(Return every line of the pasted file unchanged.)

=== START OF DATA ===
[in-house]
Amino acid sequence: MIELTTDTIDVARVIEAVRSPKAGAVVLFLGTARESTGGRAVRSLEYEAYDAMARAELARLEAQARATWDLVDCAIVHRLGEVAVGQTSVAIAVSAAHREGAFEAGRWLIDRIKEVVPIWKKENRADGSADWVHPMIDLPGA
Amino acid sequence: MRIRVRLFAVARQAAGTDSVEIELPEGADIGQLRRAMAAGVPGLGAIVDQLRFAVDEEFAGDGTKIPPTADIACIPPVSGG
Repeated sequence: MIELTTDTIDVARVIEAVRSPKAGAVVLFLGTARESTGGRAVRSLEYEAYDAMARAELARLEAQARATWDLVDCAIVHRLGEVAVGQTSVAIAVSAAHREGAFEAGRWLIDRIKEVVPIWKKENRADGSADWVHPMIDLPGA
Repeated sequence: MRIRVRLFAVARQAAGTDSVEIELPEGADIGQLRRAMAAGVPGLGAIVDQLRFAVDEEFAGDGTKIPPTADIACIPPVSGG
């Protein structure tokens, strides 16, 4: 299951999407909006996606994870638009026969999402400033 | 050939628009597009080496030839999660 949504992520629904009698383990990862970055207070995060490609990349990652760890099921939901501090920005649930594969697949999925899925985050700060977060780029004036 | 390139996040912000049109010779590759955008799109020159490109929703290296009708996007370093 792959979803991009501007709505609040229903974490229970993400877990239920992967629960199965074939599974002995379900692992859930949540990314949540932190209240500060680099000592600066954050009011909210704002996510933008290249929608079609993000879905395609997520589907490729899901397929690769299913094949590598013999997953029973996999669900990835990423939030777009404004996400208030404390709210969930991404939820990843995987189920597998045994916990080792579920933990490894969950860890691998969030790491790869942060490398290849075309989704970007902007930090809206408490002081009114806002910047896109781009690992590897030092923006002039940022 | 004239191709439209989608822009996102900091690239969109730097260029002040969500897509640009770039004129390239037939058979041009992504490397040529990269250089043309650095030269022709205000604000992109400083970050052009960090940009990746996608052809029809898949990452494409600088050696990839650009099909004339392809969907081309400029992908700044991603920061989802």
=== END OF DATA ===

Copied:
[in-house]
Amino acid sequence: MIELTTDTIDVARVIEAVRSPKAGAVVLFLGTARESTGGRAVRSLEYEAYDAMARAELARLEAQARATWDLVDCAIVHRLGEVAVGQTSVAIAVSAAHREGAFEAGRWLIDRIKEVVPIWKKENRADGSADWVHPMIDLPGA
Amino acid sequence: MRIRVRLFAVARQAAGTDSVEIELPEGADIGQLRRAMAAGVPGLGAIVDQLRFAVDEEFAGDGTKIPPTADIACIPPVSGG
Repeated sequence: MIELTTDTIDVARVIEAVRSPKAGAVVLFLGTARESTGGRAVRSLEYEAYDAMARAELARLEAQARATWDLVDCAIVHRLGEVAVGQTSVAIAVSAAHREGAFEAGRWLIDRIKEVVPIWKKENRADGSADWVHPMIDLPGA
Repeated sequence: MRIRVRLFAVARQAAGTDSVEIELPEGADIGQLRRAMAAGVPGLGAIVDQLRFAVDEEFAGDGTKIPPTADIACIPPVSGG
């Protein structure tokens, strides 16, 4: 299951999407909006996606994870638009026969999402400033 | 050939628009597009080496030839999660 949504992520629904009698383990990862970055207070995060490609990349990652760890099921939901501090920005649930594969697949999925899925985050700060977060780029004036 | 390139996040912000049109010779590759955008799109020159490109929703290296009708996007370093 792959979803991009501007709505609040229903974490229970993400877990239920992967629960199965074939599974002995379900692992859930949540990314949540932190209240500060680099000592600066954050009011909210704002996510933008290249929608079609993000879905395609997520589907490729899901397929690769299913094949590598013999997953029973996999669900990835990423939030777009404004996400208030404390709210969930991404939820990843995987189920597998045994916990080792579920933990490894969950860890691998969030790491790869942060490398290849075309989704970007902007930090809206408490002081009114806002910047896109781009690992590897030092923006002039940022 | 004239191709439209989608822009996102900091690239969109730097260029002040969500897509640009770039004129390239037939058979041009992504490397040529990269250089043309650095030269022709205000604000992109400083970050052009960090940009990746996608052809029809898949990452494409600088050696990839650009099909004339392809969907081309400029992908700044991603920061989802």